43. His delegation was certain that the 19s0s would be a decade of reconfirmed commitment to multilateral co-operation. Although the severe constraints under which all international organizations were currently operating must be borne in mind, a commitment to the central principles of the United Nations must be maintained, Including a commitment to human rights and social justice and to international co-operation for the furtherance of social progress. By planning in advance, recognizing the areas in which the United Nations could play a vital role and focusing on concrete action to meet pressing human and humanitarian needs, the United Nations could play a useful role in the 1990s.
44. Mrs. WARZAZI (Morocco) requested that the statement made by the representative of Guatemala on behalf of the Group of 77 should be transmitted in full to the Chairman of the Fifth Committee.
45. Mr. HOPPE (Denmark) said that his delegation agreed that document A/42/512 required in-depth consideration and that time must be given to national authorities to study it fully. His delegation would have preferred to consider it at the next session of the General Assembly. The document was clearly not intended to be an annotated agenda of the General Assembly, as its title Indicated but gave a broad outline of various United Nations activities. In general, his delegation was satisfied with both the scope and content of the Secretary-General's paper and with the approach taken <o the work of the United Nations in t » field of human rights and social progress. His delegation had not expected the Secretary-General to list each and every activity, but to offer a few broad perspectives on the work of the United Nations in that field. It agreed that, over the next decade, the main focus of United Nations human rights activities should be to secure universal respect for what had been agreed upon in principle. The main achievement of the United Nations so far had been the codification of various human rights and the drafting of legally binding instruments. It was now important to ensure full respect for those rights. The goals announced by the Secretary-General accorded fully with the purposes and principles set forth in the Charter.
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46. Mr. SCHWANDT (Federal Republic of Germany) said that his delegation had also not had time to study document A/42/512 in detail. As the representative of Denmark had just observed, the document could certainly not be considered an annotated agenda of the General Assembly. Rather, it proposed some directions which the United Nations might follow in the next decade. The document, while thought-provoking, was not perfect and discussion was warranted on certain issues which were within the scope of the Third Committee. For example, further consideration should be given to the comments on page 6 regarding migrant resettlement in the "best-suited countries". His delegation would have great difficulty in defining the criteria for identifying such countries. That was just one example which highlighted the need for further discussion of the issues presented in the document, which would perhaps be best considered in greater detail at the next session of the General Assembly.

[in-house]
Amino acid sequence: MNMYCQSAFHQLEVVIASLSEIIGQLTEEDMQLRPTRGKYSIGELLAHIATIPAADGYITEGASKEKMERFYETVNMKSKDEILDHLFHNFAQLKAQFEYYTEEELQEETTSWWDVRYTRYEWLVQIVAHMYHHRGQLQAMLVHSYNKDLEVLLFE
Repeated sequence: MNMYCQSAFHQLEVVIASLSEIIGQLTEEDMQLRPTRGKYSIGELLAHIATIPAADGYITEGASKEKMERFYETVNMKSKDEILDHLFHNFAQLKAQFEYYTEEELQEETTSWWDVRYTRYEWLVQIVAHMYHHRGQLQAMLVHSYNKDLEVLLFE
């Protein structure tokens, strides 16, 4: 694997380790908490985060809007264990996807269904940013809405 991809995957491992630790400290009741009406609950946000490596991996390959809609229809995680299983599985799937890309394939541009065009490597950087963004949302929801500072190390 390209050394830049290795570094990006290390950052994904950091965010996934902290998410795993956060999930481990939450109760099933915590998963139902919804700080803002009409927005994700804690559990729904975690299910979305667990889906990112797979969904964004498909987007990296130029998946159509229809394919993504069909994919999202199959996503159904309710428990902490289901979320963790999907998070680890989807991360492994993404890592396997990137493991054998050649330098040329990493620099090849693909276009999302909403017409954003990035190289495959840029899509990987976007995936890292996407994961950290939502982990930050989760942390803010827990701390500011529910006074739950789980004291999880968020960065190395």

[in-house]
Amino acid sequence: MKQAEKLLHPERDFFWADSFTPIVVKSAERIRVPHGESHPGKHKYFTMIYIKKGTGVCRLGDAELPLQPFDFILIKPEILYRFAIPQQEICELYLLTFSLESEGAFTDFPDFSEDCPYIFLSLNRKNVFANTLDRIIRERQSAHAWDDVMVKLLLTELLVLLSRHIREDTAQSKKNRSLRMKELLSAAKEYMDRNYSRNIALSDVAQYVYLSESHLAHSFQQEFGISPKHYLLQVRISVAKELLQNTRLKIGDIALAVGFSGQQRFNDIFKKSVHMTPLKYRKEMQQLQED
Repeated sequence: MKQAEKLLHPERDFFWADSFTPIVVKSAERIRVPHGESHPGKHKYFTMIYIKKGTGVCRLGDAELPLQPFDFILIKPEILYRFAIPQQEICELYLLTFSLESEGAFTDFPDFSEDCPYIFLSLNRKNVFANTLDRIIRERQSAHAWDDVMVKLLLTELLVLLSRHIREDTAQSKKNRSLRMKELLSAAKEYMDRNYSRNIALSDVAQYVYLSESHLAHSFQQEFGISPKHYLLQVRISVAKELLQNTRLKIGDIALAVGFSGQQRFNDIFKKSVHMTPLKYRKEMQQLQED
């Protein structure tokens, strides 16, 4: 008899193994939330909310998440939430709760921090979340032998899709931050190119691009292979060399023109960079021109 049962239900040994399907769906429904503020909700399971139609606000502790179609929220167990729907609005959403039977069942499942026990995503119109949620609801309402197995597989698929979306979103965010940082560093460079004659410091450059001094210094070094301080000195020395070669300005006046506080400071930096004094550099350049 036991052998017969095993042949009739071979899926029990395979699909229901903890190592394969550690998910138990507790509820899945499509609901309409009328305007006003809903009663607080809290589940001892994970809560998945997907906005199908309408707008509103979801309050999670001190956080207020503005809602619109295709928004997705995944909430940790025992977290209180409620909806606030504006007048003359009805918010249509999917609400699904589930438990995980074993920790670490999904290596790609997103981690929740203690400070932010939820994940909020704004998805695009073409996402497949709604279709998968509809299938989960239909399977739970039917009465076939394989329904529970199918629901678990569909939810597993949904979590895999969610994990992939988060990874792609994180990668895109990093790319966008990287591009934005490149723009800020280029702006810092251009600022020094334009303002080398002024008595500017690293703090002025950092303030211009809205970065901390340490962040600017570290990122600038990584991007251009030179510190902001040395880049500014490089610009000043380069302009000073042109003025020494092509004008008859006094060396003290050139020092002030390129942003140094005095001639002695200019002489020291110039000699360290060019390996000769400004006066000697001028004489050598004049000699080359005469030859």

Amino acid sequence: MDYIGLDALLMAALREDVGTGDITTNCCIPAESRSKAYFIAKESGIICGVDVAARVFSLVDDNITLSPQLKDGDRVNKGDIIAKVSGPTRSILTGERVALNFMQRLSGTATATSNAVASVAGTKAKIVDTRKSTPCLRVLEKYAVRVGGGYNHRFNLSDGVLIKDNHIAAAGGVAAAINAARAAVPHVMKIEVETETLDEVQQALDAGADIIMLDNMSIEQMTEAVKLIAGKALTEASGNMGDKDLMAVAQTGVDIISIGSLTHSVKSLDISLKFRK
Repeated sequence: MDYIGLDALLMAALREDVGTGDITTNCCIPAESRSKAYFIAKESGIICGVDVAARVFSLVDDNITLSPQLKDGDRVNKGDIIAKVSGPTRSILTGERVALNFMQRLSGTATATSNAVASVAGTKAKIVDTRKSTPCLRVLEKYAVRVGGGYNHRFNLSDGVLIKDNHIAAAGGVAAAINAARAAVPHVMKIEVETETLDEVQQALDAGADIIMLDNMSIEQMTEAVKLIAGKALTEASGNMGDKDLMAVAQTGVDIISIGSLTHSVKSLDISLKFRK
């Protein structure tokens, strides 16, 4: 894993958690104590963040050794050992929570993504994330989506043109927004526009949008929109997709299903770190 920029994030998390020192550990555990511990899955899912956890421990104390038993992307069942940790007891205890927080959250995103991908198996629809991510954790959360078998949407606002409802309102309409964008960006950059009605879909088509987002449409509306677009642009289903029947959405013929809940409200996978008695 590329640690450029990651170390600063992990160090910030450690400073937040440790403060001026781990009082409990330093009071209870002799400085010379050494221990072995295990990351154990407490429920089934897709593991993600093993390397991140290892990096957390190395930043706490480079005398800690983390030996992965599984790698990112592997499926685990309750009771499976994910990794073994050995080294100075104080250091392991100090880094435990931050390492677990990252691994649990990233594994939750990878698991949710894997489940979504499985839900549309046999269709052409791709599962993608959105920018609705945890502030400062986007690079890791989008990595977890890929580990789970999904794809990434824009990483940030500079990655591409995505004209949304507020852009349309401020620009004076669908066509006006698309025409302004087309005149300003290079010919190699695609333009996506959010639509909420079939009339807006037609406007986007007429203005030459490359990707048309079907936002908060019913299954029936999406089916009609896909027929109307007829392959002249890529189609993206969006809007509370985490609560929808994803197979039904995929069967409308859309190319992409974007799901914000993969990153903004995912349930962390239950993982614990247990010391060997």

47. Mr. TROUVEROY (Belgium) requested the Chairman to transmit to the Fifth Committee the views expressed thus far on the document, with the proviso that his delegation, among others, had not had sufficient time to consider the document in depth and therefore hoped that the discussion would remain open.
48. The CHAIRMAN said that, as a decision on the item was not necessary, he would transmit to the Chairman of the Fifth Committee the opinions expressed by individual delegations at the 40th meeting of the Third Committee, together with the full statement made at that meeting on behalf of the Group of 77, as requested by the Moroccan delegation. He would also convey to the Chairman of the Fifth Committee the general feeling that analysis and discussion of document A/42/512 should remain open.
49. Mrs. MUKHEKJEE (India) said that individual members of the Group of 77 had not spoken on the item under consideration because the Chairman of the Group had spoken on their behalf. Lest there ever be any misunderstanding in the future as to whether the views of the developing countries were being properly taken into account, however, each member of the Group of 77 reserved the right to speak at length on the issue.
50. The CHAIRMAN said that the statement by the representative of India would be reflected in the report to be transmitted to the Chairman of the Fifth Committee.
51. Mr. HOPPE (Denmark) said that he had no quarrel with the manner in which the Chairman intended to transmit the views expressed at the current meeting, including the entire text of the statement on behalf of the Group of 77, to the Fifth Committee. However, he would suggest that the summary record of the meeting be transmitted since that would reflect fairly the views expressed by all speakers.
52. Mr. QUINN (Australia) endorsed the Chairman's proposal for informing the Fifth
Committee of the proceedings of the current meeting and also Denmark's suggested
that transmitting the summary record would be the most appropriate method. there
suggestions should be followed, on the understanding that the discussion was at a
preliminary stage, that a number of complex issues were at stake, and that providing comments to the Fifth Committee was not a matter of urgency. With regard
(Mr. Quinn, Australia)
to the proposals for reform, his delegation believed that the Third Committee should not wait for bodies such as the Committee for Programme and Co-ordination to impose reforms from above. A number of useful reforms had been initiated in the Third Committee, for instance, those adopted by the Commission on the Status of Women and the action taken by the Human Rights Committee to reform its internal agenda. His delegation hoped that the issue of programme planning would be considered in greater depth at the next session of the General Assembly.
51. Mr. LABERGE (Canada) said that, in the view of his delegation, draft resolution A/C.3/42/L. 30, if adopted, would form part of the Third Committee's response to the Fifth Committee on the issue of programme planning.
The meeting rose at 12.20 p.m.